Sunday, 14 April 2024
Sunday, 14 April 2024

Growing proportion of staff are unhappy with the standard of NHS care

LESS than two-thirds of staff in the NHS would be happy with the standard of care in their organisation if a friend or relative needed treatment, according to the national NHS staff survey 2022, published recently. The proportion who would recommend their organisation as a place to work is also declining, and almost one in three staff ‘often think about leaving’.  

Results from the survey, which was coordinated by the independent charity Picker on behalf of NHS England, include responses from more than 600,000 NHS staff working across more than 200 organisations. They provide rich insight into the experiences of staff from all occupational backgrounds in secondary and tertiary care: from consultants to care assistants, and from porters to paramedics. Questions in the survey cover all aspects of work experiences, particularly focussing on those described by the NHS People Promise

One of the most concerning findings was a drop in the proportion of staff who agreed that “if a friend or relative needed treatment, I would be happy with the standard of care provided by [my] organisation”. Nationally, less than two-thirds of staff (63%) agreed with this statement – a drop of 5% points since 2021, and of 11% points since 2020. More than one in eight staff members (13%) said that they ‘disagree’ or ‘strongly disagree’ with the statement – including almost a fifth of all staff in ambulance trusts (19%).   

Compared to the previous survey, conducted in 2021, staff reported fairly consistent and in some cases slightly improved experiences around many specific areas of their work. For example, 69% of staff feel valued by their teams (an increase of less than one percentage point since 2021) and 69% say they have opportunities to improve their knowledge and skills (up 2% points from 2021). But despite this, morale and engagement have declined since before the pandemic. Staff remain markedly less likely to say that they are enthusiastic about their jobs than in 2019 (67% vs 75%; an 8% point decline over three years), and the proportion who “often think about leaving” their jobs has risen to a new high of 32% (up from 28% in 2019; a 4% point increase). More than one in six (17%) say they will leave their organisation as soon as they can find another job.  

The 2022 survey was conducted during September, October, and November 2022: a tumultuous period for the NHS that saw unions including the Royal College of Nursing balloting members on strike action over pay and staff shortages. The survey’s results align to this context: there was a sharp drop in the proportion of staff who said that they were ‘satisfied’ or ‘very satisfied’ with their level of pay, from 33% in 2021 to 26% in 2022. Some of the lowest overall levels of pay satisfaction were found amongst nursing and healthcare assistants (13%) and registered nurses and midwives (19%), but the year-on-year decline was steepest amongst medical and dental staff, whose level of pay satisfaction fell from 50% to 37%.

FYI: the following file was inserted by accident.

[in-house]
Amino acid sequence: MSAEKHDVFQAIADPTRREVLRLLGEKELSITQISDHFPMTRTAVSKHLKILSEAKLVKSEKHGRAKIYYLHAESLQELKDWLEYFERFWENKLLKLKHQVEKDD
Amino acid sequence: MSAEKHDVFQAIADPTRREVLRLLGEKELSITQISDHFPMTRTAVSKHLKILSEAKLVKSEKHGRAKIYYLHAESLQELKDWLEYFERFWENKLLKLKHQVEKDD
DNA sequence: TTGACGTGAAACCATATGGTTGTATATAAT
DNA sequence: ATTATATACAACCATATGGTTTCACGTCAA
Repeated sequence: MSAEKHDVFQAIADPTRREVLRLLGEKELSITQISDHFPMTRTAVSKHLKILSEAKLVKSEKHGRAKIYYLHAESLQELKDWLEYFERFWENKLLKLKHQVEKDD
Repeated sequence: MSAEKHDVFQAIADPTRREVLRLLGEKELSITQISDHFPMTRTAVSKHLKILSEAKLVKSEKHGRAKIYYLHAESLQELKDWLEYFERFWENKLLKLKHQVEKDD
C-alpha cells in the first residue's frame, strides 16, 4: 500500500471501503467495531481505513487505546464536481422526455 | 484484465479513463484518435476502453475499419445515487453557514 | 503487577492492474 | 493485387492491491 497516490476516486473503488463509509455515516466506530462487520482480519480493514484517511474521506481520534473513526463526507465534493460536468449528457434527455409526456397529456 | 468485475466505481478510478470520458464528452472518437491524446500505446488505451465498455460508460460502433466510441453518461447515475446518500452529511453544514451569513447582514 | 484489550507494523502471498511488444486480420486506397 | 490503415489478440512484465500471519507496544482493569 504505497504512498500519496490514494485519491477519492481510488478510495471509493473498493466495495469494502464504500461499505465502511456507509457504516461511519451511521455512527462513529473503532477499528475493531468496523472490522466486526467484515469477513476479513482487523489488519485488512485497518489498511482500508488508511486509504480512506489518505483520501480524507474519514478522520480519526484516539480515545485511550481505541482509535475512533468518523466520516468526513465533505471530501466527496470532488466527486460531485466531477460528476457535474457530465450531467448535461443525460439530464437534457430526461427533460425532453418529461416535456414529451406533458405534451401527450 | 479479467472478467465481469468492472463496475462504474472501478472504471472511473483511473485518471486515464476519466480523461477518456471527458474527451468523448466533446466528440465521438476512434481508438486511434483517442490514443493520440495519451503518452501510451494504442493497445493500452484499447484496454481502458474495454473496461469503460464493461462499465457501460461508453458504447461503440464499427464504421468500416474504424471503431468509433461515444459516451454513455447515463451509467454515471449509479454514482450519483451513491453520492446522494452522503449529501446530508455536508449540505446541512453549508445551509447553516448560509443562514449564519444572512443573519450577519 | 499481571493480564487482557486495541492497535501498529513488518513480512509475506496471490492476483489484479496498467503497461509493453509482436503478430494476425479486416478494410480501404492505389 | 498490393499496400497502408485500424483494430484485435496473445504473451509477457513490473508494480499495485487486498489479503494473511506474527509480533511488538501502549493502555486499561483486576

The survey also identified significant variations in the experiences of staff from different occupational groups and in different organisation types. As in previous years, staff working in ambulance trusts tended to report poorer experiences across a range of areas: for example, only 42% of ambulance trust staff would recommend their organisation as a place to work, compared to a national average of 57%. In hospital trusts (excluding specialist providers), nurses and especially midwives reported poorer experiences on average: for example, 58% of midwives said that they ‘often’ or ‘always’ ‘feel burnt out because of [their] work’, compared to an average of 35%.  

Commenting on the findings, Chris Graham, Chief Executive at Picker, said:

“Today’s results give cause for alarm regarding the quality of care in the NHS. Although many will be unsurprised by the declines in staff pay satisfaction and morale given the wider context of industrial action, the steep drop in the proportion of staff who are happy with the standard of care their organisation offers is deeply concerning. Staff who work in the NHS every day have first-hand knowledge of standards, and their testimony should be taken very seriously.    

“All good employers recognise the importance of staff feedback, and we know that NHS organisations will take a keen interest in their results. We are calling on NHS organisations to use today’s worrying results as a rallying call and as an opportunity to create a dialogue with staff about how their experiences and the standards of patient care can be improved. Evidence shows that improvements in staff experiences are associated with better care, so employers should work with their people to understand how work arrangements can be developed to ensure that colleagues are valued, respected, and supported to provide person-centred care.” 

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